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Posts tagged Amazon Rainforest

Drought in the Amazon Delta Region and Effects on Global Warming – June 2nd, 2013

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June 2nd, 2013 Category: Climate Change, Image of the day, Rivers, Sediments

Brazil – June 1st, 2013

An increased frequency of droughts in the Amazon, particularly the delta region (visible here), such as the ones that occurred in 2005 and 2010, threatens to turn the world’s largest tropical forest from a sponge that absorbs greenhouse gases into a source of them, causing accelerating global warming. This is because the trees normally absorbing carbon dioxide as they grow, helping to cool the planet, release these gases when they die and rot.

The 2010 drought caused a reduction of rainfall in an area of 3 million square kilometres of forest – far more than the 1.9 million square kilometres affected in 2005. Because of this, the Amazon forest will no longer absorb in 2010 and 2011 its usual volume of 1.5 billion tons of carbon dioxide from the atmosphere. Moreover, the dead and dying trees will release 5 billion tons of gas over the next year, causing the cumulative impact to reach 8 billion tons.

Emissions caused by the two droughts were probably sufficient to cancel all of the carbon absorbed by the Amazon forest in the last ten years. If such events occur more frequently, the Amazon forest would reach a point where, from a valuable store of carbon reducing the speed of climate change, it would change into a large source of greenhouse gases, which could accelerate global warming (click here for more information).

Juruá River Running Through Amazon Rainforest, Brazil

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April 25th, 2013 Category: Rivers

Brazil – April 25th, 2013

Some populated areas can be seen near the banks of rivers running through the Amazon Rainforest in the Brazilian states of Acre (below) and Amazonas (above). Near the left edge in the upper left quadrant is the municipality of Cruzeiro do Sul, on the banks of the Juruá River.

The Juruá is a southern affluent river of the Amazon River west of the Purus River, sharing with this the bottom of the immense inland Amazon depression, and having all the characteristics of the Purus as regards curvature, sluggishness and general features of the low, half-flooded forest country it traverses. It rises among the Ucayali highlands, and is navigable and unobstructed for a distance of 1133 miles (1823 km) above its junction with the Amazon. It has a total length of approximately 1500 miles (2414 km), and is one of the longest tributaries of the Amazon.

Deforestation in Rondônia, Brazil – April 23rd, 2013

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April 23rd, 2013 Category: Deforestation, Image of the day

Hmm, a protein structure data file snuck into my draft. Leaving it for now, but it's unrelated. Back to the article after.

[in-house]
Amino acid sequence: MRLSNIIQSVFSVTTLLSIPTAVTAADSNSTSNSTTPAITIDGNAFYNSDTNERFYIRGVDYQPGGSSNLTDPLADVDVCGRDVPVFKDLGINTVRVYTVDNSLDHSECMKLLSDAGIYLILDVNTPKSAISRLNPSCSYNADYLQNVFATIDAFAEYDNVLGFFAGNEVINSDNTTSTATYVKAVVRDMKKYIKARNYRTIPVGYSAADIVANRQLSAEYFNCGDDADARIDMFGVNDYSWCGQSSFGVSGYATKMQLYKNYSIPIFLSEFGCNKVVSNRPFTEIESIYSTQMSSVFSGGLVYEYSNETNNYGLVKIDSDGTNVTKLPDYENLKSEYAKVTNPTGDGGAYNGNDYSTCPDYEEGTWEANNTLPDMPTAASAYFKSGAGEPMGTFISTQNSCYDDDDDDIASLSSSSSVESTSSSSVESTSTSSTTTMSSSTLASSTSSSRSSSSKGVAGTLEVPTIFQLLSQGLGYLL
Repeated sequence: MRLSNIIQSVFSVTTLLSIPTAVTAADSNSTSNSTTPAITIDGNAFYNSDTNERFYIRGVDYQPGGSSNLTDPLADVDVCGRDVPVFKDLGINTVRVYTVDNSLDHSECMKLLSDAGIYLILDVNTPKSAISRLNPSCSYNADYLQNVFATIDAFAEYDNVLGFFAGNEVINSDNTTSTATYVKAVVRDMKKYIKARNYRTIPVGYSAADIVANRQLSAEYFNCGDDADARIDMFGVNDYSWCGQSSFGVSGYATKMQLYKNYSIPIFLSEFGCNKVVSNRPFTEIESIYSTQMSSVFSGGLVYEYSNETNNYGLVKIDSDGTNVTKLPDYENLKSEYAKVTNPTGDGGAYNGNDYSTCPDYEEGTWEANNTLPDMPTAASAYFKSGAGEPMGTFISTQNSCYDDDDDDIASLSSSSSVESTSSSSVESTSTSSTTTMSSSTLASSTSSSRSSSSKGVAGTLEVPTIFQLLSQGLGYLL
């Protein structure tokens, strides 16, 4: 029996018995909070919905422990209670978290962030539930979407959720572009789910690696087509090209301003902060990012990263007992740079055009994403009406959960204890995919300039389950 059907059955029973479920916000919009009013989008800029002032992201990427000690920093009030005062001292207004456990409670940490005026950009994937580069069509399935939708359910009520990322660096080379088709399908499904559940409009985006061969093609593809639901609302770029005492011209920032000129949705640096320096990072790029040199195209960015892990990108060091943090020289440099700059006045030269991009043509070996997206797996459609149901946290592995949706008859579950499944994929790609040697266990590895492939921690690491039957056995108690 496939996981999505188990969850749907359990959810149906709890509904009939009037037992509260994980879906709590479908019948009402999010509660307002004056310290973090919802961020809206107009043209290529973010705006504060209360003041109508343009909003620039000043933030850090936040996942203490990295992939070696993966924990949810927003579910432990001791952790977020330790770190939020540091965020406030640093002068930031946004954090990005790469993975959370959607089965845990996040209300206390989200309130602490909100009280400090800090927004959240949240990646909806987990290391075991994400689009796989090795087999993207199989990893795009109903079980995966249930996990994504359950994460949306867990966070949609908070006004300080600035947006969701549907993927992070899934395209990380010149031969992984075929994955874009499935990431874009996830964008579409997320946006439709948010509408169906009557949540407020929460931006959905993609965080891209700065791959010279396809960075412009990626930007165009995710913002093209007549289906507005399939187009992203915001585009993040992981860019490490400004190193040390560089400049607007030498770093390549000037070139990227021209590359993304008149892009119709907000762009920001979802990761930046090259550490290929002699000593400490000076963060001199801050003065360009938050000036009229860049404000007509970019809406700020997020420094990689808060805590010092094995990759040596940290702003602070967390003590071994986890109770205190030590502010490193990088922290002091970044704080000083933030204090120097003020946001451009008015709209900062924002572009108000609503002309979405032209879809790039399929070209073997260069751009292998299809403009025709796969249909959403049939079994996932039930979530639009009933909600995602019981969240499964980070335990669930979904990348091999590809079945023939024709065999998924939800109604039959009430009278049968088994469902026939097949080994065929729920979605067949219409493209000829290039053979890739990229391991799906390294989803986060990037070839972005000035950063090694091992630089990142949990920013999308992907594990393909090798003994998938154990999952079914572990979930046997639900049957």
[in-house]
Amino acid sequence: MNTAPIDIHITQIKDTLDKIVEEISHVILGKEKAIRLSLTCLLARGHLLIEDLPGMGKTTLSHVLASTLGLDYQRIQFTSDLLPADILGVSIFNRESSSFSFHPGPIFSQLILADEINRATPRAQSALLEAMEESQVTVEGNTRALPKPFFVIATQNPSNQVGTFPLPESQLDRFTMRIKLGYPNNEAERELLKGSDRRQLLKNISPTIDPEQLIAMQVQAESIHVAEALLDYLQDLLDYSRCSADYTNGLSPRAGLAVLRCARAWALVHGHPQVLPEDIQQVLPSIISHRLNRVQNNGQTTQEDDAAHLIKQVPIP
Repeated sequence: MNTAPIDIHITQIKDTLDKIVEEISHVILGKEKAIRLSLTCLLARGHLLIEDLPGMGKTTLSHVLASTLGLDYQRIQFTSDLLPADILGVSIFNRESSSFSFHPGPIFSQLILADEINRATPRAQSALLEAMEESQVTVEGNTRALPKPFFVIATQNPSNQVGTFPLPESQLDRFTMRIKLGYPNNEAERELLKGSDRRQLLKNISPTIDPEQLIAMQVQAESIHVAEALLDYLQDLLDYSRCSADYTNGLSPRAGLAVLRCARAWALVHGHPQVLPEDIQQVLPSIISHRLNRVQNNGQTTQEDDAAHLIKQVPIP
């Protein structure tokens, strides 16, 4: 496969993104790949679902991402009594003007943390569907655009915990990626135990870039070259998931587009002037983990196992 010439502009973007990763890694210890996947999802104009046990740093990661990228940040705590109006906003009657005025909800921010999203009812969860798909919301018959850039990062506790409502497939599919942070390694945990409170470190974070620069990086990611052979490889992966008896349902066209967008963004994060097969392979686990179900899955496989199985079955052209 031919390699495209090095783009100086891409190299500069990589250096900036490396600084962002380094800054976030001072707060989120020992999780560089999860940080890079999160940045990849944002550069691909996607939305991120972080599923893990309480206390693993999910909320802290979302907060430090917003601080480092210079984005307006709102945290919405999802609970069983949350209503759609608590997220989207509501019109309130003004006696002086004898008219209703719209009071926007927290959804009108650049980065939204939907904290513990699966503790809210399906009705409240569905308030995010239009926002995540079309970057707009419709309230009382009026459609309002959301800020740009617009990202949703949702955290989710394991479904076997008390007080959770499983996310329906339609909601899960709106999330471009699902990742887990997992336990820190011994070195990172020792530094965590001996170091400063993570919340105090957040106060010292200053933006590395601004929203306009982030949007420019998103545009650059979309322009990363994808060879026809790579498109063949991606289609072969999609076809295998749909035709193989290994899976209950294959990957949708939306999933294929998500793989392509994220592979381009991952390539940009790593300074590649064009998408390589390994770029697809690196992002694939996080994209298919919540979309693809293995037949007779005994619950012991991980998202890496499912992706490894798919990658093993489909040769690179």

Brazil – April 22nd, 2013

The state of Rondônia in western Brazil, once home to 208,000 square kilometers of forest (about 51.4 million acres), has become one of the most deforested parts of the Amazon. In the past three decades, clearing and degradation of the state’s forests have been rapid: 4,200 square kilometers cleared by 1978; 30,000 by 1988; and 53,300 by 1998. By 2003, an estimated 67,764 square kilometers of rainforest had been cleared.

In this image, intact forest is deep green, while cleared areas are tan (bare ground) or light green (crops, pasture, or occasionally, second-growth forest). Deforestation follows a fairly predictable pattern: the first clearings that appear in the forest are in a fishbone pattern, arrayed along the edges of roads. Over time, the fishbones collapse into a mixture of forest remnants, cleared areas, and settlements.

Negro and Amazon Rivers Flowing Across Amazon Rainforest, Brazil

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March 29th, 2013 Category: Rivers

Brazil – March 26th, 2013

Flowing across the upper portion of this image of the Amazon Rainforest is the Rio Negro, a river with dark, almost black-coloured, water (although part of the river to the east appears light here due to sun glint), while the sandy-coloured Amazon River, or Rio Solimões, flows across the lower part of the image. The two rivers converge near Manaus (not visible here), where for 6 km (3.7 mi) their waters run side by side without mixing, due to differences in temperature, speed and water density.

Vegetation Index of Amazon Rainforest, Brazil

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March 27th, 2013 Category: Climate Change, Vegetation Index

Brazil – March 26th, 2013

This image shows the Normalized Difference Vegetation Index (NDVI) of the Amazon Rainforest, mostly in the Brazilian state of Amazonas. Dark green areas indicate a high index, while yellow and brown areas indicate a low index. Scientists have reported that climate change is leading to substitution of rainforest with savanna-like and semiarid vegetation, a phenomenon known as the Amazon forests’ “dieback”, particularly around the edges of the forest. Monitoring the NDVI in images such as this one allows researchers to see how fast and how much rainforest is being replaced with drier vegetation.

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